We remember, from our own childhoods, how we came to dread piano practice. We had to practice those scales before we could go outside and play. Yet, now we’re glad we learned to read music.
Or the gymnastics classes we had to stick with, even though we’d grown tired of the Saturday routine. But then again, we’d have to acknowledge that swinging on the rings probably did give us confidence to tackle other kinds of tasks.
As parents, we want to be able to expose our children to the arts, or to sports, but we also want to make sure our kids can maximize their experiences by starting them at the right time.
Alexander Fleitman has been teaching piano in Manhattan for over 16 years; his motto is “No pressure piano.”
“My mother was a piano teacher, so I was probably sitting on the piano bench taking lessons as a 2-year-old,” he says. But he wouldn’t necessarily recommend that for most kids. “Depending on the individual child, generally speaking, children aren’t ready to study piano until they’re about 5 years old. They have to be old enough to comprehend how things are put together and why, and to know that the piano is more than a toy. Of course, the more exposure to music they’ve had — either singing or listening — the better. And they should have some sense of discipline and responsibility, because the more they practice, the more they learn.”
Gary Bratt, a Westchester-based piano teacher who is also music director and organist at St. Theresa’s in Briarcliff Manor, and director of the Old Mill Singers community chorus in Ossining, agrees. “I suggest to parents that they start their children on piano in the second grade. I think the connection between learning the spoken language in school and learning the language of music for use on the keyboard is very powerful. In both contexts, the students are learning to express themselves. Children at this age are bright, enthusiastic, and willing to establish practice patterns that carry on throughout their time as music students.” At this age, too, he points out, there is generally less competition for time with other extracurricular activities — a bonus for getting kids started on the keys!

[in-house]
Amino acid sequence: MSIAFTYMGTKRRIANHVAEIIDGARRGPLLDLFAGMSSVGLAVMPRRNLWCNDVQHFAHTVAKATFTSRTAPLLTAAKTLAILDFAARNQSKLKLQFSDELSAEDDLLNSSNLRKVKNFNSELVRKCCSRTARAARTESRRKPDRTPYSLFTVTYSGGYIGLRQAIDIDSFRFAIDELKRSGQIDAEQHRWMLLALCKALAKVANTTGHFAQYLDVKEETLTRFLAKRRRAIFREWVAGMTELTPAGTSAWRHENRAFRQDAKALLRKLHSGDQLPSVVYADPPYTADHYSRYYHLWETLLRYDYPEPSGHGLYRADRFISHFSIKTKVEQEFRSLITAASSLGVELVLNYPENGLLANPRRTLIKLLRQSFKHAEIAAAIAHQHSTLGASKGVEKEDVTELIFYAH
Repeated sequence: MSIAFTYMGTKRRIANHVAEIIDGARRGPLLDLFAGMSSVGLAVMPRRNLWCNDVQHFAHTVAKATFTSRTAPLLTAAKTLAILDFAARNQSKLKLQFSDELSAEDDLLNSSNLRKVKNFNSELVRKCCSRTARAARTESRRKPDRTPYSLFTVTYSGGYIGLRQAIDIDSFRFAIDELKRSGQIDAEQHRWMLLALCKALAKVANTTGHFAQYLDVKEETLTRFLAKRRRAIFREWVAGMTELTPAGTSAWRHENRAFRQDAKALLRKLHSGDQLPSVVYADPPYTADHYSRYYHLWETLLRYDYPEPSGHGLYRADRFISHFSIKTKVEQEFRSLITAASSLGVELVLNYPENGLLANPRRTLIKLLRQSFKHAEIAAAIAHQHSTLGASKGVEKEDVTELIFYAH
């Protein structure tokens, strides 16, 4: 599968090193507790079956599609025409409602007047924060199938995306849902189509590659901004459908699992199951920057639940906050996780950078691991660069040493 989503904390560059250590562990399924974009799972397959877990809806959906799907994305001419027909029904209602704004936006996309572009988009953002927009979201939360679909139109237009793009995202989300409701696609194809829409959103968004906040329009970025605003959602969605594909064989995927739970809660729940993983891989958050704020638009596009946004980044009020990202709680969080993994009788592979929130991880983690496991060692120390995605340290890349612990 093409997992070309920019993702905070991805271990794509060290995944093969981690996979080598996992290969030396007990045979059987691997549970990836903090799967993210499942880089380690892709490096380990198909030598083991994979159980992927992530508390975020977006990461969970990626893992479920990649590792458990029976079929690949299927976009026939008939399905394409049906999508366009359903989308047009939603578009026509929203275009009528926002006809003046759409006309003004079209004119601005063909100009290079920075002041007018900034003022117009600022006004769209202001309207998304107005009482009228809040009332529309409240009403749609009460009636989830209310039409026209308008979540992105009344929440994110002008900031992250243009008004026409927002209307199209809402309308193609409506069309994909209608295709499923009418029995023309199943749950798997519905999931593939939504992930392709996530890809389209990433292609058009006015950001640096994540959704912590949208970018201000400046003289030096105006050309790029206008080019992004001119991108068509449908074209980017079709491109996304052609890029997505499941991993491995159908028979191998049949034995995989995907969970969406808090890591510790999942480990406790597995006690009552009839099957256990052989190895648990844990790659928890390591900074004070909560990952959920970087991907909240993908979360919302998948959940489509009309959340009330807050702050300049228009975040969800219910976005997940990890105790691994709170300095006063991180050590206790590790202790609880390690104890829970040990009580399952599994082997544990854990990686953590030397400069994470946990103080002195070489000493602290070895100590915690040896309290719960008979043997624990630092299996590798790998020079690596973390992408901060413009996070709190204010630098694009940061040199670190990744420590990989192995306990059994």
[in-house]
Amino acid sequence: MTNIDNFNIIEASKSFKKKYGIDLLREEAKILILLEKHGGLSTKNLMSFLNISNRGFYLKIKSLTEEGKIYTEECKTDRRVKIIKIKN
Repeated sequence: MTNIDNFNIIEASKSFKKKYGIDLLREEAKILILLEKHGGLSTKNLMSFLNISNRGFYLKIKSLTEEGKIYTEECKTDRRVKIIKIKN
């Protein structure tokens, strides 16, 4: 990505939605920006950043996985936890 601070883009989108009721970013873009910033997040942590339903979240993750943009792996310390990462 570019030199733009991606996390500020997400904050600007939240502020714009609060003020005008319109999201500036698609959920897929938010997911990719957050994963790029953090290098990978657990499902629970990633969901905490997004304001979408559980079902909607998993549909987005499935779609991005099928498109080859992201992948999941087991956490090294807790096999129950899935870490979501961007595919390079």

Advancements in design — created in small sizes for little hands — means that children can start on stringed instruments (as opposed to most other musical instruments) as early as age 3 1/2 or 4, says Donatas Stanciauskas, associate director of the Brooklyn College Preparatory Center for Performing Arts. Advancements in methodology mean more accessible programs and structured classes for such young children, as well. But Stanciauskas points that as children learn to play, and as kids age, the emphasis changes. At first, with very young children, classes should be “more like play class.” By 6 and 7, “discipline and practice are emphasized.”
Children can start learning about music “really early with appropriate work,” agrees John DeBlass, co-director and instructor at Manhattan’s City Music Schools. Though it is never too early for kids to begin listening to and appreciating music, tapping out the rhythm and learning what they like, DeBlass claims that the “human develops from the center out.” The hands are the last extremities to really develop and it is only when kids “can use the fingers separate from their hands” that they are ready to begin playing string instruments such as the violin. Typically this occurs at age 5, but can be as early as 4. DeBlass recommends a few tests for parents to judge whether or not their child is ready. Toss a ball; if the child catches it with his hands as opposed to his forearms, that shows greater physical maturity. Additionally, pay attention when your child colors. Does he color with his hands or does he use his fingers? Tests like this allow a parent to judge for themselves before bringing the child in for the half-hour session recommended for young children.